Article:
I’ve mentioned the hike to Boo Boo hill, the highest point on Warderwick Wells. This time, we finally got our act together to leave a souvenir of our passage. The St Pete Marina Dock 4 crew is now immortalized on a sign at the top of Boo Boo! (Don’t worry, although we follow the rules of Leave No Trace in the National Park, an exception is made for wooden signs left by cruisers. After a season, or even a few summer storms, they quickly decompose and leave space for next year’s cruisers to leave their own record of their passage.)

The snorkeling at Warderwick Wells is always amazing. This time, I saw a sea turtle, lion fish, gigantic grouper and lobster. Oh, and Sanitas’ latest friend Sharkey Shark. Am I ever going to get used to the fact that these massive sharks longer than I am tall live under our boat? Better not to think about it!

Getting just a teeny bit tired of our variations on the one-pot meal, Mike took on the challenge of creating a gluten-free pizza. This was an all afternoon ordeal of mixing dough, allowing it to rise, rehydrating spinach and green pepper toppings, slicing salami, and making sauce. I think it turned out pretty darn amazing. What do you think?

Turning around….and sharks!

It was bittersweet to leave Georgetown and head back north to the Exumas. Sure, I knew we’d been in Georgetown long enough (almost a month all told!) and that if we were really cruisers, then our sailboat needed to move. And we missed our friends on Orion and SV Disorder and looked forward to seeing them again. But ….. Georgetown is a turning point. Either you are continuing to sail east and south to new adventures and new counties. Or you are acknowledging that this year’s cruising season is coming to an end, and it is time to turn around and make your way back to Florida before hurricane season.

So I was in a bit of a funk as we left Elizabeth Harbor and pointed Sanitas’ bow north. After a beautiful day’s sail, we returned to Big Majors Spot, near Staniel Cay and had a very fun reunion with our Dock 4 friends. And we shook ourselves out of our gloomy mood, and decided to visit islands we had missed on our speedy trip south through the island chain.

First stop: Exploring Pipe Cay and the Decca Station ruins.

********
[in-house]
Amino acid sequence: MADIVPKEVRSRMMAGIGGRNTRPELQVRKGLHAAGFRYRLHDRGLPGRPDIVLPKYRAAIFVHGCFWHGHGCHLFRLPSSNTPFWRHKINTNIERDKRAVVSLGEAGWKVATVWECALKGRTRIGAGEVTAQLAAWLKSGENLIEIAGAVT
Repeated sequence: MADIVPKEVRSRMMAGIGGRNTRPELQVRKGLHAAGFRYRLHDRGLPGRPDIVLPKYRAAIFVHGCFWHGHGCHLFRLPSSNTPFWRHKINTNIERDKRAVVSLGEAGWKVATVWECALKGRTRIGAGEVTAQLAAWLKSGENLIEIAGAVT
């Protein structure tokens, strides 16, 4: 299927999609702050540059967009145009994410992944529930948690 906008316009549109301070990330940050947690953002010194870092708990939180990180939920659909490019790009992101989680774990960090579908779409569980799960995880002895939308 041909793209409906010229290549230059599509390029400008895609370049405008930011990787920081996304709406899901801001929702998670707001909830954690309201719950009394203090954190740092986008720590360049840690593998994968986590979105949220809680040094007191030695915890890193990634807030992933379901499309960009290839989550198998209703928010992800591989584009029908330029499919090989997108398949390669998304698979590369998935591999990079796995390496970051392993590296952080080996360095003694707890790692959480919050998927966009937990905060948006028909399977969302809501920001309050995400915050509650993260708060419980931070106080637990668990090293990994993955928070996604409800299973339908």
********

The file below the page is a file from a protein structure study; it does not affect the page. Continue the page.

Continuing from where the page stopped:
There’s pretty much nothing on the island, except for the ruins of the Decca navigation system station; a radio-based system that was a precursor to the satellite-based GPS. The ruins have sort of a “Lost” TV show feel and I tried (and failed) to imagine the lonely life of the three-person maintenance crew who lived here as castaways. This guy has been waiting for a loooooong time for a crew member to replace him!

Here’s a shot of Sanitas in the harbor with some of the navigation markers and the beautiful beach.

Decca navigation system

MV Jenny was also anchored off Pipe Cay. We’d seen her several places in the Exumas where she stood out as a tall ship with an entire garden of herbs and vegetables and flowers on her second story stern. We were able to satisfy our curiosity when her captains Dick and Alex invited us over for dinner and gave us a tour. Jenny felt more like a floating home than simply a boat….a full size refrigerator! Couches and recliners! Patio furniture! An engine room the size of a one-car garage! We really enjoyed our evening hearing about Jenny’s seven years of cruising from Maine, down to Florida, and through the Caribbean!

Next stop was Compass Cay and the famous pet sharks.

The tiny Compass Cay marina is a beautiful spot in the middle of nowhere. It’s also one of the most expensive marinas in the Bahamas, so we chose to anchor in the harbor and just dinghy in to visit Tucker and his sons’ tropical paradise. Pointing out our anchorage on the very technical island map 😜

Rumor has it that an episode of The Bachelorette was filmed here a few days before our visit. The series starts Memorial Day weekend, so I might need to watch it!

We hiked the length of the island, and then brought Mike’s famous red beans and rice to the Saturday potluck dinner. Say what you will about motor boats vs sailboats, but motor boats that stay in expensive marinas bring THE BEST food to potlucks! And this group from Cape Coral, FL were extremely welcoming and generous. We also met sailors from Breckinridge, CO on SV To The Max! Fun to get a little reminder of home!

But the real highlight of Compass Cay is those famous sharks. “Only” nurse sharks, so not technically aggressive, they still have sharp teeth and beady little predator eyes, and some were still longer than I am tall. But I figured, what the heck – they have names, so they won’t eat me. Right? So, without further ado, I jumped in.

Even though I got into the water with those critters under my own power, I still found it a little bit unnerving. I’d watch the shark in front of me, keeping my hands in fists so that my fingers didn’t look too much like little squids, and a different shark would brush me from behind. Yep. I might have squealed a little bit.

“Can’t you see them circling, honey? Can’t you feel ’em schooling around? You got fins to the left, fins to the right, and your the only bait in town”

Well that was exciting…

This one’s for the folks that are bored of beautiful beach and sunsets.